Portrait of the artist Joachim Sauter Joachim Sauter Portrait courtesy of Nela König | © Nela König The computer art pioneer in the Netflix series goes by the name of Carsten Schlüter, and his friend is the hacker Juri. A prescient bureaucrat from the German telecommunications company finances their plans and they are able to achieve something that nobody believed possible on account of the massive volumes of data involved. Terravision is launched in Japan and is a huge hit – everyone wants to zoom in on their home village. An art project has become software that changed the way we view the entire world. The friends do not have enough money to fund its mass production, however. The chief development engineer at Silicon Graphics is able to secure funding for them – he is a man Juri worships like a god. But it soon becomes clear that he is simply stealing their software. The rest of the series is a gripping court drama that illustrates how Google simply bulldozes anything in the company’s path. In the end, the Germans lose their legal battle over the patent rights.

In real life, Sauter had presented Terravision to the computer manufacturer SGI; its chief development engineer Michael T. Jones founded his own business – and suddenly unveiled the “Earth Viewer”, which was renamed “Google Earth” following the sale of the company to Google.

Around 90 people work at Art+Com nowadays; the firm produces media installations that Sauter’s artist colleague and friend Christian Möller, who teaches in Los Angeles, celebrates as “masterpieces that are unmatched in terms of their design”. These are kinetic sculptures that react to the movements of the audience. One work is composed of over a thousand metal balls hanging on thin threads; centrally controlled, they can adopt any shape – rather like a shoal of fish. What Sauter wanted to do was reconnect digitality with actual effects in the physical realm, with physical experiences.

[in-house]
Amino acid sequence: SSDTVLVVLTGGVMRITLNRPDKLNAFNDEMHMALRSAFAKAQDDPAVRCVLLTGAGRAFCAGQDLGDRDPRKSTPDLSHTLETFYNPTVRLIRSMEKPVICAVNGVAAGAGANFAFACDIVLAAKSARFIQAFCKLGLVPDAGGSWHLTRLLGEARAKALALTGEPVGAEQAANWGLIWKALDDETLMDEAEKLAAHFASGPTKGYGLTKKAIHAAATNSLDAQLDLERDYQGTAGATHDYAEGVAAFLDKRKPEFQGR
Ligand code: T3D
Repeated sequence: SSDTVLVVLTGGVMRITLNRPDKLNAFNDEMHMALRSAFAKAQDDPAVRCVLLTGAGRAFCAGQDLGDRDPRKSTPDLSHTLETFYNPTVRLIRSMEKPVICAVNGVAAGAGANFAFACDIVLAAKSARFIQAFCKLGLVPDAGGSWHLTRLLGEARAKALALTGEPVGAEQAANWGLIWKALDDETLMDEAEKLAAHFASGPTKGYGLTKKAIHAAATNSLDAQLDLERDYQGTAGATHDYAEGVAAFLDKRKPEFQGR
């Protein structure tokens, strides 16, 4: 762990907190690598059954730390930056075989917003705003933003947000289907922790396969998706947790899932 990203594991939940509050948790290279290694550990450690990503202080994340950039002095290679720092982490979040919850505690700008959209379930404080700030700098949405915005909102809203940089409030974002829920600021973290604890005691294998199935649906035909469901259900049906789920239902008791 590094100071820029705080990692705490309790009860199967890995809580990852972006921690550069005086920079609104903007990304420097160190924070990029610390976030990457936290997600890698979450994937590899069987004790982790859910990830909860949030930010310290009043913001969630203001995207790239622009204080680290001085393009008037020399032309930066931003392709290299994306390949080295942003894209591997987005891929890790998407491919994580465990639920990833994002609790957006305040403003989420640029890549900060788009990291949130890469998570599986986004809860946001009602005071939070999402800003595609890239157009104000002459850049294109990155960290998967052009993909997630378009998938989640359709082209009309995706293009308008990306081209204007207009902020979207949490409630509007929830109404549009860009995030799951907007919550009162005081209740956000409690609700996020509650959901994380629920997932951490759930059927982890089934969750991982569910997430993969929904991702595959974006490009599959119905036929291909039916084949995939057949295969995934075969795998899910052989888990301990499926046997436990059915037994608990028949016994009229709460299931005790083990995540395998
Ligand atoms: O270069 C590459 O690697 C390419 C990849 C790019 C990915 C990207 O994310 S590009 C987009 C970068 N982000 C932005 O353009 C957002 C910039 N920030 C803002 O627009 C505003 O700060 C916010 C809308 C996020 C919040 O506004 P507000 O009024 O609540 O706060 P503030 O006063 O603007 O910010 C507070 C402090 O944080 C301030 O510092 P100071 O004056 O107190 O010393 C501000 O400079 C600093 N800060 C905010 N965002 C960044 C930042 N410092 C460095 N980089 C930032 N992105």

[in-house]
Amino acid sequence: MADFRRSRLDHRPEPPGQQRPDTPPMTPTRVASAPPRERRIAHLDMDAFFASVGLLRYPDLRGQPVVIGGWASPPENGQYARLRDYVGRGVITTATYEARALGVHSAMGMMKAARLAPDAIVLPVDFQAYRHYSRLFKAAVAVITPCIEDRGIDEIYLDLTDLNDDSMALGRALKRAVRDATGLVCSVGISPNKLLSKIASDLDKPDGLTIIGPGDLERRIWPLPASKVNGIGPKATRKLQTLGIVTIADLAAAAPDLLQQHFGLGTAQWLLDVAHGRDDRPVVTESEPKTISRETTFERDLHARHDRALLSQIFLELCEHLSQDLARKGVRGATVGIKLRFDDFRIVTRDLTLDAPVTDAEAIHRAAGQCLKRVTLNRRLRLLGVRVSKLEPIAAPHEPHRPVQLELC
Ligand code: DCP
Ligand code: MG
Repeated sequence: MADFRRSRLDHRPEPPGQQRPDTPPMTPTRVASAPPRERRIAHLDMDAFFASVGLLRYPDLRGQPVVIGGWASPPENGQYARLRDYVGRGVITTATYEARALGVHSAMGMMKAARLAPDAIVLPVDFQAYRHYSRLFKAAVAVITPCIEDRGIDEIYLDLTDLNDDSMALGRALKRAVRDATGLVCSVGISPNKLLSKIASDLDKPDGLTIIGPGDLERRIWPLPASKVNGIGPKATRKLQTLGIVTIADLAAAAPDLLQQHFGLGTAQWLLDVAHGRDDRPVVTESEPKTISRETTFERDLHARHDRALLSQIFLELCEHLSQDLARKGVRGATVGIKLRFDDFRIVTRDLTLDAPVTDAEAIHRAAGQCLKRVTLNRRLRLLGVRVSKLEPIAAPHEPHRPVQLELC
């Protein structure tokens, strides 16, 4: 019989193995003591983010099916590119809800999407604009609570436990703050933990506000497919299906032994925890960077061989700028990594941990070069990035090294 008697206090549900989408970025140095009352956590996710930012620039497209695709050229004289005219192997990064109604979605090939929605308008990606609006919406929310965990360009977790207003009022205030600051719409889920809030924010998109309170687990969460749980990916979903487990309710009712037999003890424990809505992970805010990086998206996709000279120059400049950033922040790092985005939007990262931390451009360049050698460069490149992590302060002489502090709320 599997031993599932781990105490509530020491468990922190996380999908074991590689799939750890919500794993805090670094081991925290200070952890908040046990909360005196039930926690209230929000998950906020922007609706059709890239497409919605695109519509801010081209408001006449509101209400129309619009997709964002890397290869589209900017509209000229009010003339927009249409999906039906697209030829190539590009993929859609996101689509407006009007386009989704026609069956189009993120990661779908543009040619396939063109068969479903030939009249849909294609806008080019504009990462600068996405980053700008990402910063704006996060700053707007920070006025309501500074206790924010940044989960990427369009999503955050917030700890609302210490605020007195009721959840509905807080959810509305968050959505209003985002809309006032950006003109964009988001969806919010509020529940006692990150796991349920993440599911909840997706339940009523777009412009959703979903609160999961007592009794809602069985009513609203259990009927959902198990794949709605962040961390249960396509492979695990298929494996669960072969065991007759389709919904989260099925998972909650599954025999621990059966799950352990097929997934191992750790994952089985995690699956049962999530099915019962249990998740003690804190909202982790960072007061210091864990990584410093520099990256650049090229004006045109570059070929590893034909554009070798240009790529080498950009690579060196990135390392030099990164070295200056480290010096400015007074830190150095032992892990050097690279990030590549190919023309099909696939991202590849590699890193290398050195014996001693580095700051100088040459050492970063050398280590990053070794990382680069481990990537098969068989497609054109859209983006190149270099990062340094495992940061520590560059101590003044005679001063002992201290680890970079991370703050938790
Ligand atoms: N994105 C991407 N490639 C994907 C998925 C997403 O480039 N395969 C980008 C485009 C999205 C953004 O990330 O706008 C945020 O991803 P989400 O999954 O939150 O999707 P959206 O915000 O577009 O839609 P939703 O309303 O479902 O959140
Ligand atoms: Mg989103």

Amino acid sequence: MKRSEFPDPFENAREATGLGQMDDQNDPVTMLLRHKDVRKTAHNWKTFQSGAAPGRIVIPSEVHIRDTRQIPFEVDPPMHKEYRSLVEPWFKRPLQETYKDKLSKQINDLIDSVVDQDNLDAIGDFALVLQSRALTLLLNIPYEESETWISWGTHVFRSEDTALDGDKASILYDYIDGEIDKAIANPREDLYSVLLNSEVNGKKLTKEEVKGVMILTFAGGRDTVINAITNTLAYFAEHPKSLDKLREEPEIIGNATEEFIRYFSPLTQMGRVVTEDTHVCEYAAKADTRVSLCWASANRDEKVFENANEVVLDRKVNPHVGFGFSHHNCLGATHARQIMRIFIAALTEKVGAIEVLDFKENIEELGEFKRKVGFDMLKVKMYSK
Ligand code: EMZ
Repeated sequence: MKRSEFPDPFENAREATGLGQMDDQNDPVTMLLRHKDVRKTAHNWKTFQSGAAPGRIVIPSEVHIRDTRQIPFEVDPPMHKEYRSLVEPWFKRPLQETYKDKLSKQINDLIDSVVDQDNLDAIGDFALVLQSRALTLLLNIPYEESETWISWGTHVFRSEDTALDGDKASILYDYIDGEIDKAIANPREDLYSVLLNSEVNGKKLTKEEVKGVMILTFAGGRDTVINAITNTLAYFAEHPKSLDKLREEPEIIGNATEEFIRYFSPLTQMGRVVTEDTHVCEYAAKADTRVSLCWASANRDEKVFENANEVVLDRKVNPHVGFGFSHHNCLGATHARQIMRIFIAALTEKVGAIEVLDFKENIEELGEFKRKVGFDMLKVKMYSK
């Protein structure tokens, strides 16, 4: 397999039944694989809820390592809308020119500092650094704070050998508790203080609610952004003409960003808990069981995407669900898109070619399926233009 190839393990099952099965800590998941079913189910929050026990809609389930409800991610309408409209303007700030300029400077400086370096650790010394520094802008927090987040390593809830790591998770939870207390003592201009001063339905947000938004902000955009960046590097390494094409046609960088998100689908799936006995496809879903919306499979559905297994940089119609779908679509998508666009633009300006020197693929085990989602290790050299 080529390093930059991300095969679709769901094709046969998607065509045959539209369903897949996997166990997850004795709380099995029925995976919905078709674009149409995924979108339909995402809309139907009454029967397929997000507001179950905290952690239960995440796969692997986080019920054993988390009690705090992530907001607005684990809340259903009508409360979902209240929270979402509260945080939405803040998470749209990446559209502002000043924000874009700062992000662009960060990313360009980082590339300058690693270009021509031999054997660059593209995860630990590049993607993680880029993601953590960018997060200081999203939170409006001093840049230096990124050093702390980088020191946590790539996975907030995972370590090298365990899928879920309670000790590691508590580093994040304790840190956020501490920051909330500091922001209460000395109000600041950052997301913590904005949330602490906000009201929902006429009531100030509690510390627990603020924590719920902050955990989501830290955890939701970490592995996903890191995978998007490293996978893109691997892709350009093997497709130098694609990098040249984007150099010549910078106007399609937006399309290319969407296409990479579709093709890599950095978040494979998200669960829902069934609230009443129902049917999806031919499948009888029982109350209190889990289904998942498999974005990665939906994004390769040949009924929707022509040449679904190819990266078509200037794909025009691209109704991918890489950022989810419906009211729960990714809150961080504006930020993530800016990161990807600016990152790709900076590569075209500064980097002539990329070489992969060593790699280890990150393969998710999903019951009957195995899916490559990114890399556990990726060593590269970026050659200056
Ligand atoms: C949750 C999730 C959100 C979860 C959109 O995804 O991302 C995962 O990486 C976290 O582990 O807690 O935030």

He was always ten years too early.

Werner Aisslinger about Joachim Sauter

Not only did Sauter create one of the most important interactive works at a very early stage, he was also one of the most extraordinary university teachers of his generation. Anyone who had the good fortune to experience him will remember the kind and warm-hearted way in which he devoted himself to his students. The fact that he did not work doggedly to pursue a career in the world of collectors and galleries and did not develop a signature style that would sell easily makes him no less likeable nor less important. His research influenced all kinds of different fields. “Joachim was one of the world’s leading pioneers of the connection between the physical and virtual spheres”, says the architect Wolfram Putz. “We were fascinated by his ability to combine and fuse the two”. As the teacher of the legendary “digital class”, Sauter influenced many students. The designer Werner Aisslinger also studied under him.“He was always ten years too early”, he says. “What he was doing would not become reality until the day after tomorrow. But he was never an egomaniac who wanted to pursue an artistic career above all else. Others with his abilities would have become at least another Ai Weiwei.” For once the forbidden and jaded term “visionary” would actually be apt to describe Joachim Sauter and his works, which address not only the strategic clouding of our vision by digital awareness corporations, but also the potential that digitization would offer if it were freed from the clutches of Silicon Valley.

Joachim Sauter died schockingly quickly of cancer last summer. His art remains – and battles far more successfully against the manipulative world of Google than any lawyer ever could.